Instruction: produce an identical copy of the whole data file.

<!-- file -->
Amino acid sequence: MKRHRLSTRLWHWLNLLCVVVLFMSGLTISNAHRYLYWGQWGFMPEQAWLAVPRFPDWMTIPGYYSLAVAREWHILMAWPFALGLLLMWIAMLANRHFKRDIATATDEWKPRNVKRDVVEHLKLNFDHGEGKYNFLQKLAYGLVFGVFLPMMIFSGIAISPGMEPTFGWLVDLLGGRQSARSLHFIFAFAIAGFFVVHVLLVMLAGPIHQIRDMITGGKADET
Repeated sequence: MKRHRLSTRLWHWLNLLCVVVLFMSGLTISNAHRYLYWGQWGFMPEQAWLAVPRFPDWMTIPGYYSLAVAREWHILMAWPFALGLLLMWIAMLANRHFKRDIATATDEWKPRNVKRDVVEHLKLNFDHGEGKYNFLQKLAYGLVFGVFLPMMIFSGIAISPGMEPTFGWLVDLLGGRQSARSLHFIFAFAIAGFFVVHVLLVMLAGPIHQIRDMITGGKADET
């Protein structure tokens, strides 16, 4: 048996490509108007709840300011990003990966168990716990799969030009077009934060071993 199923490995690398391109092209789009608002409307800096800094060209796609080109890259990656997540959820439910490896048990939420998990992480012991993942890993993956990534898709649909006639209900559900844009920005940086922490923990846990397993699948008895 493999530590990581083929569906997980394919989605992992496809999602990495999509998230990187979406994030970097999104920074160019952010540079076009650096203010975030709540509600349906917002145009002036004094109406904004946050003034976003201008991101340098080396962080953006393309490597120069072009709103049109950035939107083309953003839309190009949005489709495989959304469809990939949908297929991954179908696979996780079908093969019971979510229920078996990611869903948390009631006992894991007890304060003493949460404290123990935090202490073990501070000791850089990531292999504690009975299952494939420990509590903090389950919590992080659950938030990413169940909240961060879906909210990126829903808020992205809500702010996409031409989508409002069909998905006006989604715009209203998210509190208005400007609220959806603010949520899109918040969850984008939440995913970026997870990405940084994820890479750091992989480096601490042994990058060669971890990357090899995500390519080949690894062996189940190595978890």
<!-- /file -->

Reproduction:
Amino acid sequence: MKRHRLSTRLWHWLNLLCVVVLFMSGLTISNAHRYLYWGQWGFMPEQAWLAVPRFPDWMTIPGYYSLAVAREWHILMAWPFALGLLLMWIAMLANRHFKRDIATATDEWKPRNVKRDVVEHLKLNFDHGEGKYNFLQKLAYGLVFGVFLPMMIFSGIAISPGMEPTFGWLVDLLGGRQSARSLHFIFAFAIAGFFVVHVLLVMLAGPIHQIRDMITGGKADET
Repeated sequence: MKRHRLSTRLWHWLNLLCVVVLFMSGLTISNAHRYLYWGQWGFMPEQAWLAVPRFPDWMTIPGYYSLAVAREWHILMAWPFALGLLLMWIAMLANRHFKRDIATATDEWKPRNVKRDVVEHLKLNFDHGEGKYNFLQKLAYGLVFGVFLPMMIFSGIAISPGMEPTFGWLVDLLGGRQSARSLHFIFAFAIAGFFVVHVLLVMLAGPIHQIRDMITGGKADET
């Protein structure tokens, strides 16, 4: 048996490509108007709840300011990003990966168990716990799969030009077009934060071993 199923490995690398391109092209789009608002409307800096800094060209796609080109890259990656997540959820439910490896048990939420998990992480012991993942890993993956990534898709649909006639209900559900844009920005940086922490923990846990397993699948008895 493999530590990581083929569906997980394919989605992992496809999602990495999509998230990187979406994030970097999104920074160019952010540079076009650096203010975030709540509600349906917002145009002036004094109406904004946050003034976003201008991101340098080396962080953006393309490597120069072009709103049109950035939107083309953003839309190009949005489709495989959304469809990939949908297929991954179908696979996780079908093969019971979510229920078996990611869903948390009631006992894991007890304060003493949460404290123990935090202490073990501070000791850089990531292999504690009975299952494939420990509590903090389950919590992080659950938030990413169940909240961060879906909210990126829903808020992205809500702010996409031409989508409002069909998905006006989604715009209203998210509190208005400007609220959806603010949520899109918040969850984008939440995913970026997870990405940084994820890479750091992989480096601490042994990058060669971890990357090899995500390519080949690894062996189940190595978890």